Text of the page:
Hong Kong Police Mix Colonial and Communist Brutality
As Beijing cracks down, it turns to familiar tools of repression.
At the end of last month, 19-year-old pro-democracy activist Tony Chung was arrested in his home and frog-marched into an unmarked car by plainclothes police in the early hours of the morning. “Snatched in the middle of the night” was how one former independence activist described it to me.
Now facing charges that could land him life imprisonment—or even the death penalty in mainland China—the shadowy unit that oversaw and carried out his arrest, by pro-Beijing media’s own admission, has been designed using the former British colonial administration’s elite intelligence and counterespionage unit as a “template.” It’s the same team that just carried out a raid to arrest the pro-democracy media tycoon Jimmy Lai and raid his newspaper’s offices. It is a shocking reminder of how Beijing will go to any lengths and co-opt almost anything in pursuit of stamping out what it regards as among the gravest threats to its rule in decades.
The text of the national security law compelled the Hong Kong government to establish a new national security taskforce, described as a “department for safeguarding national security with law enforcement capacity.” Critics have rightly pointed to the grim history of the secret police on the mainland—but the actual blueprint is the colonial Special Branch, which has its own grim history.
In its 1976 annual report, the Royal Hong Kong Police (RHKP) defined the Special Branch’s mission as the “prevention and detection of subversive and espionage activities and the collection, collation, assessment and dissemination of intelligence.” But its resurrection as a national security taskforce is just the latest in a long line of cases in which colonial-era laws, practices, and institutions have been resurrected and fused with the Leninist hardware of the one-party state in the mainland to create bastardized versions of their British-instituted predecessors.
Another fresh example of Beijing’s fusion of colonial institutions with Communist orthodoxy can be seen in the central government’s choice to head the secretariat of the newly formed Committee for Safeguarding National Security. It is chaired by Zheng Yanxiong, a hard-line mainland official distinguished for his role in suppressing the Wukan village protests in 2011. His role sees him directly oversee the implementation of the national security law.
Speaking on Zheng’s appointment, a retired RHKP officer who served in the Special Branch for over a decade told me that the “Special Branch was answerable only to the governor [of Hong Kong]. And now the Hong Kong government has been totally sidelined. Zheng will be the one presiding over this new colonial-style national security committee and police unit—he is the man Beijing has picked to make the day-to-day decisions on their behalf.”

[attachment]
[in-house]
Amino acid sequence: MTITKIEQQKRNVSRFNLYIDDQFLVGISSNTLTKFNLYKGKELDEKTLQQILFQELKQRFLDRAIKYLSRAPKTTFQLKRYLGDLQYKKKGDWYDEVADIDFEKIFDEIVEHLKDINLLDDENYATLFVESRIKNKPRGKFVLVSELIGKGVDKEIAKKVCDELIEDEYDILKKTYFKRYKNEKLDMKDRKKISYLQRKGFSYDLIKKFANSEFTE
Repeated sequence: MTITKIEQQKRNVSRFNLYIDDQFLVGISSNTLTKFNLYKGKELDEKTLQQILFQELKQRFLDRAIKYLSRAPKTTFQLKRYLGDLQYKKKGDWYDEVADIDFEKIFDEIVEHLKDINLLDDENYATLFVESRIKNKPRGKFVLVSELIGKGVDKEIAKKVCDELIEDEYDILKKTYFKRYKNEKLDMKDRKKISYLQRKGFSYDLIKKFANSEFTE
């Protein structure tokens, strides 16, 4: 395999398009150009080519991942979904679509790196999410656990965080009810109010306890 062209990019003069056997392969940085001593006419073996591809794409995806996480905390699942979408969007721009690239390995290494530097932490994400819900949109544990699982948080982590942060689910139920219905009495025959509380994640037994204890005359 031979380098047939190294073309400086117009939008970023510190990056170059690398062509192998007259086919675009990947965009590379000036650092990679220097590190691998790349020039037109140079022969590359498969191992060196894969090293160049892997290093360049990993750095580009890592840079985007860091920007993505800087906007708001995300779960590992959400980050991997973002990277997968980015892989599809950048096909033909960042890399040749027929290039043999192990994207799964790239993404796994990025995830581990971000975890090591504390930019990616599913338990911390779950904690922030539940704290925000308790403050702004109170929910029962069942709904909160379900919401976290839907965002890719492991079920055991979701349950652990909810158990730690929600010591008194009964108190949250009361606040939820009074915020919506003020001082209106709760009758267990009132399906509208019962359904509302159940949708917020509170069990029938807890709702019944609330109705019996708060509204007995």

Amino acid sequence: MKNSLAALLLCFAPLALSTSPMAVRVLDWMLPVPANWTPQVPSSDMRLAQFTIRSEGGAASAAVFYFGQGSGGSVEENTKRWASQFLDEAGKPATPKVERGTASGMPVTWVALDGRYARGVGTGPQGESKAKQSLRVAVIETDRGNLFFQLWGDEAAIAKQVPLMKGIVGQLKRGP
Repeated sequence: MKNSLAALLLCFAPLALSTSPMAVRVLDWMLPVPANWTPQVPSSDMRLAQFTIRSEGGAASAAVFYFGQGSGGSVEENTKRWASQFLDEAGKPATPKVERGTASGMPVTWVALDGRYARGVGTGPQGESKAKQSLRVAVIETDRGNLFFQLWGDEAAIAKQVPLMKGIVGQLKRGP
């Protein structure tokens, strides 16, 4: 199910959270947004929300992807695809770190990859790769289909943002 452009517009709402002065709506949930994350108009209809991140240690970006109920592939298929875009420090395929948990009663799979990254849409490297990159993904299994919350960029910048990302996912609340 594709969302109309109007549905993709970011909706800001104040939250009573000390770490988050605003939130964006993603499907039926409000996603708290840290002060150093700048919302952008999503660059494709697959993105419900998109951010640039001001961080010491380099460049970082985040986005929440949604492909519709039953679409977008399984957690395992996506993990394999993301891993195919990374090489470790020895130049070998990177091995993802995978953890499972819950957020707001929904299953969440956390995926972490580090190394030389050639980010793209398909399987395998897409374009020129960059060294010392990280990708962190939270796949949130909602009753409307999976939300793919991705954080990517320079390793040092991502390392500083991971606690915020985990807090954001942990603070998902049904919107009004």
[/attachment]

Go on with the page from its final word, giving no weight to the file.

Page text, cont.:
The text of the law outlines the taskforce’s primary duty as “collecting and analysing intelligence and information concerning national security,” in a clear echo of the aforementioned mission statement of its colonial predecessor from 1976. “Special Branch” is a general term used for police tasked to the intelligence and security services, but its most well-known form was the elite police unit with close links to the security services set up in Northern Ireland to monitor and combat armed republican groups, including the Irish Republican Army.
Controversy over the Northern Ireland Special Branch’s operations and allegations of collusion with paramilitaries supportive of British rule, many of which were eventually confirmed, continues to swirl to this day. But for most of its history, the Hong Kong Special Branch and its operations were nowhere near as controversial as its counterpart in Northern Ireland, despite performing many of the same duties. Its responsibilities began to change in the 1960s before it exploded into public life in 1967 as a Communist insurgency gripped Hong Kong, a spillover from the mainland in the throes of the Cultural Revolution.
The RHKP’s uncompromising response to the ferocious attacks, in which over 1,000 bombs were planted in the space of a year, was extremely effective and led by the Special Branch, with the sinologist and historian Steve Tsang describing the unit as being “put to the test in the Communist confrontation of 1967 and it passed with flying colours.” But of the 51 killings over the course of the riots, at least 22 were perpetrated by police. In the process, new formations and tactics were devised and used for the first time that would later form the basis of modern-day riot policing the world over.
An examination of the colonial past of the wider Hong Kong Police Force beyond the Special Branch uncovers a host of institutional issues, many of which last to this day. For one, during the riots, both the police force and Special Branch operated with absolute impunity. Corruption was also an endemic problem in the RHKP, with the force’s own official history noting it was “universally known but never admitted that corruption was widespread throughout the Force.”
It was during this era that the Cantonese phrase “black police,” referencing both police corruption and collusion with triad gangs, came into common use. This issue exploded back onto the scene last year after triad gang members indiscriminately attacked protesters and bystanders in Yuen Long train station after a major protest march.